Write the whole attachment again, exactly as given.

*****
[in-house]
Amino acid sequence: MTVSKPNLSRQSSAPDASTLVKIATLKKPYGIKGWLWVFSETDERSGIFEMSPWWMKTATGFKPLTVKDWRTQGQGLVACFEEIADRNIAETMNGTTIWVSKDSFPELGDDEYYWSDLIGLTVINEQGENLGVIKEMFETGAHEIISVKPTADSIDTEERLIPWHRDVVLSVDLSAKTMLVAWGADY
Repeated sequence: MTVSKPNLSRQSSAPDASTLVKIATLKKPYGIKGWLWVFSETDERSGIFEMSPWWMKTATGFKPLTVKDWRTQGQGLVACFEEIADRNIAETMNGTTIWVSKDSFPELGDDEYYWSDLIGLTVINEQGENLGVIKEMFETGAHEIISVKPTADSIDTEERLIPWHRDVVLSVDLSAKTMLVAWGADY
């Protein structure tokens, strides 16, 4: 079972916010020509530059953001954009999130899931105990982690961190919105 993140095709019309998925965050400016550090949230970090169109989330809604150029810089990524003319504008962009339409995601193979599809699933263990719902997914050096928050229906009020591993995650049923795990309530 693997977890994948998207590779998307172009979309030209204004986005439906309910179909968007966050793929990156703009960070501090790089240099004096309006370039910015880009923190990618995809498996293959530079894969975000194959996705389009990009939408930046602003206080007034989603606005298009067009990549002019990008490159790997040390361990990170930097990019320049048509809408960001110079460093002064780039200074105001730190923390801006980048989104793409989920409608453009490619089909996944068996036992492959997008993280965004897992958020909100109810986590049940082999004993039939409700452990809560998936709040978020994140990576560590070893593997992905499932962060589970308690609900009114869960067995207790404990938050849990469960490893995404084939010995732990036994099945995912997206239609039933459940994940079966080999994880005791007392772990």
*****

[in-house]
Amino acid sequence: MTVSKPNLSRQSSAPDASTLVKIATLKKPYGIKGWLWVFSETDERSGIFEMSPWWMKTATGFKPLTVKDWRTQGQGLVACFEEIADRNIAETMNGTTIWVSKDSFPELGDDEYYWSDLIGLTVINEQGENLGVIKEMFETGAHEIISVKPTADSIDTEERLIPWHRDVVLSVDLSAKTMLVAWGADY
Repeated sequence: MTVSKPNLSRQSSAPDASTLVKIATLKKPYGIKGWLWVFSETDERSGIFEMSPWWMKTATGFKPLTVKDWRTQGQGLVACFEEIADRNIAETMNGTTIWVSKDSFPELGDDEYYWSDLIGLTVINEQGENLGVIKEMFETGAHEIISVKPTADSIDTEERLIPWHRDVVLSVDLSAKTMLVAWGADY
């Protein structure tokens, strides 16, 4: 079972916010020509530059953001954009999130899931105990982690961190919105 993140095709019309998925965050400016550090949230970090169109989330809604150029810089990524003319504008962009339409995601193979599809699933263990719902997914050096928050229906009020591993995650049923795990309530 693997977890994948998207590779998307172009979309030209204004986005439906309910179909968007966050793929990156703009960070501090790089240099004096309006370039910015880009923190990618995809498996293959530079894969975000194959996705389009990009939408930046602003206080007034989603606005298009067009990549002019990008490159790997040390361990990170930097990019320049048509809408960001110079460093002064780039200074105001730190923390801006980048989104793409989920409608453009490619089909996944068996036992492959997008993280965004897992958020909100109810986590049940082999004993039939409700452990809560998936709040978020994140990576560590070893593997992905499932962060589970308690609900009114869960067995207790404990938050849990469960490893995404084939010995732990036994099945995912997206239609039933459940994940079966080999994880005791007392772990």